Pornography This is a nonsense. Pornography is a specified and demarcated class of representation in our culture. According to the legal definition of pornography, Henson's pictures of children are not it. So the newspapers can ditch those beat-up headlines, thanks. The pictures don't show the models engaged in sexual acts and they don't show them being beaten, tortured, restrained, dehumanised or otherwise abused (violence is of course a key category of the pornulatory imagination.) This only leaves the third and most broad category of classifable representation, depiction of a minor in a sexual context. Some have attempted to insist that Henson's pictures are this because they show children of a certain age without clothes on. Clothes off isn't sufficient for the construction of a sexual context, for practical and dare I say it moral reasons which I should not need to spell out.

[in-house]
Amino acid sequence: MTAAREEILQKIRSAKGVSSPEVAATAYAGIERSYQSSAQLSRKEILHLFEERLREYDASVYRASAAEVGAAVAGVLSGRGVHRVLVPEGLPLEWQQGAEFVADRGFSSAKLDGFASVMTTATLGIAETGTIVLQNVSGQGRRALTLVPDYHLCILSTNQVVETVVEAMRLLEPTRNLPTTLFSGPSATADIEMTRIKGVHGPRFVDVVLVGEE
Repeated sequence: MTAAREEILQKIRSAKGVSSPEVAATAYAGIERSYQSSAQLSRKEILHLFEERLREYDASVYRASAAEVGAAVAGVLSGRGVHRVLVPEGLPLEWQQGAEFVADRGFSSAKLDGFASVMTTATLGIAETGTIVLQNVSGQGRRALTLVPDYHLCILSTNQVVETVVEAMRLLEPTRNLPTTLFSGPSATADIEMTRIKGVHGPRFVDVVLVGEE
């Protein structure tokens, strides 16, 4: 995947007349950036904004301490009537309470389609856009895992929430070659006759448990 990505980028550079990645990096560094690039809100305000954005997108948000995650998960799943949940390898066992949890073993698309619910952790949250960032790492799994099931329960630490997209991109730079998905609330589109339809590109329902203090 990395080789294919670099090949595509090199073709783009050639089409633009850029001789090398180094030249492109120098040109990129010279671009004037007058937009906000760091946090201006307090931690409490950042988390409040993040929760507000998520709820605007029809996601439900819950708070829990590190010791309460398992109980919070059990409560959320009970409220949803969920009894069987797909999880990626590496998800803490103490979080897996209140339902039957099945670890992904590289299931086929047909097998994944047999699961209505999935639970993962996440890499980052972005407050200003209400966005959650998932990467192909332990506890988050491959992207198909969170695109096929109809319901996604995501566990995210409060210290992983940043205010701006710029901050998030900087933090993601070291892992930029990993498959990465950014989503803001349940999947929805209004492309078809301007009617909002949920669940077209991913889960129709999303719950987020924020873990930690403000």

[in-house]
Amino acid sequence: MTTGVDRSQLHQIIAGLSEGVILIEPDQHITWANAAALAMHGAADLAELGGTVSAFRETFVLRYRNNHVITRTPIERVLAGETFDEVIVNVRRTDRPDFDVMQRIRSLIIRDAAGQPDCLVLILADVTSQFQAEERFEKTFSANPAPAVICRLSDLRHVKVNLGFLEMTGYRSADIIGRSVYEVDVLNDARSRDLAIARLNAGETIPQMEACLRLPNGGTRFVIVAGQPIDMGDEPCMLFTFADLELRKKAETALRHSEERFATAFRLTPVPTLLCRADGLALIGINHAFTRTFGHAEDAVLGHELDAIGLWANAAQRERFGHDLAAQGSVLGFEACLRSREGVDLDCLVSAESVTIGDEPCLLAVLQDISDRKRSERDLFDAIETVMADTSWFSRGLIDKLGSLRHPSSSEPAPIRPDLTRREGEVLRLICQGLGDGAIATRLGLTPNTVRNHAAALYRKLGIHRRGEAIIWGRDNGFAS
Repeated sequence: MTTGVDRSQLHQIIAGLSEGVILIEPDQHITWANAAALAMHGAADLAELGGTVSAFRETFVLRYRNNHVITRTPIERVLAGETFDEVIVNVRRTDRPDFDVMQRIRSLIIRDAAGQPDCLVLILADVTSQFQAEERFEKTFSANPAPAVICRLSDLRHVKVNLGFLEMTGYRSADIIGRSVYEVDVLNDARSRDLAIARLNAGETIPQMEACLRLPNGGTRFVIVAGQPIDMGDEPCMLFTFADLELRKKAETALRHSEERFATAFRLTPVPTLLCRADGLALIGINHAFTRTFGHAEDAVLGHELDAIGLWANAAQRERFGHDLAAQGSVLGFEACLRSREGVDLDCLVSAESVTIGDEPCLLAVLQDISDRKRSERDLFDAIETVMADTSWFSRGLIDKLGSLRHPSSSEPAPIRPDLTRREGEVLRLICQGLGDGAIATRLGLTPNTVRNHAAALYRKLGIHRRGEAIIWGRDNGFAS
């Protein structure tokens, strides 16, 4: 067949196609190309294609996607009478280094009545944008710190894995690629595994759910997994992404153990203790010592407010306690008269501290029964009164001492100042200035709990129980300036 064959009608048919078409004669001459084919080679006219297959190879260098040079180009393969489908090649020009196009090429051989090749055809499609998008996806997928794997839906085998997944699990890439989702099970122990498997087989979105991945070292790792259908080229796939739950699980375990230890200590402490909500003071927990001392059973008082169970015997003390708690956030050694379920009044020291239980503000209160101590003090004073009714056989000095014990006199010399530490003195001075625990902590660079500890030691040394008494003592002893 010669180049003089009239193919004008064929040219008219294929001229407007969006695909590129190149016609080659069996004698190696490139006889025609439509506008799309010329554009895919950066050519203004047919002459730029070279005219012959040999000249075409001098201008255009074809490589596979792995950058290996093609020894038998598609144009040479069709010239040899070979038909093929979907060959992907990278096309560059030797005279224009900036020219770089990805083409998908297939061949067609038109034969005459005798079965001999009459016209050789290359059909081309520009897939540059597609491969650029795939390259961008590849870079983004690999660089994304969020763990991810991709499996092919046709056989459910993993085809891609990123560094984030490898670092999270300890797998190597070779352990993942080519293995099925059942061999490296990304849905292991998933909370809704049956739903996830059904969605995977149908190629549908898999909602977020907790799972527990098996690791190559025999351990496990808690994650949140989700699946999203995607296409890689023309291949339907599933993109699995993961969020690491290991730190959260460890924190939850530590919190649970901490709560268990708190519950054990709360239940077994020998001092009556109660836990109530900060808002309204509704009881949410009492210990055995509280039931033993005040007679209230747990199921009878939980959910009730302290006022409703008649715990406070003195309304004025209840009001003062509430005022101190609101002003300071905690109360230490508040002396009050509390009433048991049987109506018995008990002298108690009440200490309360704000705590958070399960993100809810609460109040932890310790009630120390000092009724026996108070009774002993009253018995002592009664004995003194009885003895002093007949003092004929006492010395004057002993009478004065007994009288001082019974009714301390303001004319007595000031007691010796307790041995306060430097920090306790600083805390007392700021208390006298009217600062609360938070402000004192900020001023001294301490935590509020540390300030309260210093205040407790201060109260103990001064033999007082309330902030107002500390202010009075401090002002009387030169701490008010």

Art and ambiguity Here is the difference between art and pornography.
Porn has only one thing on its mind and unless you bring that single correct response you are not viewing it correctly. Unless you get excited by porn you are getting it wrong. It is the most literal of aesthetic experiences: in the ideal pornographic situation there is no gap, break, interruption or transition between your viewing of the image and your embodied response. It's zipless, smooth, unidimensional, unambiguous.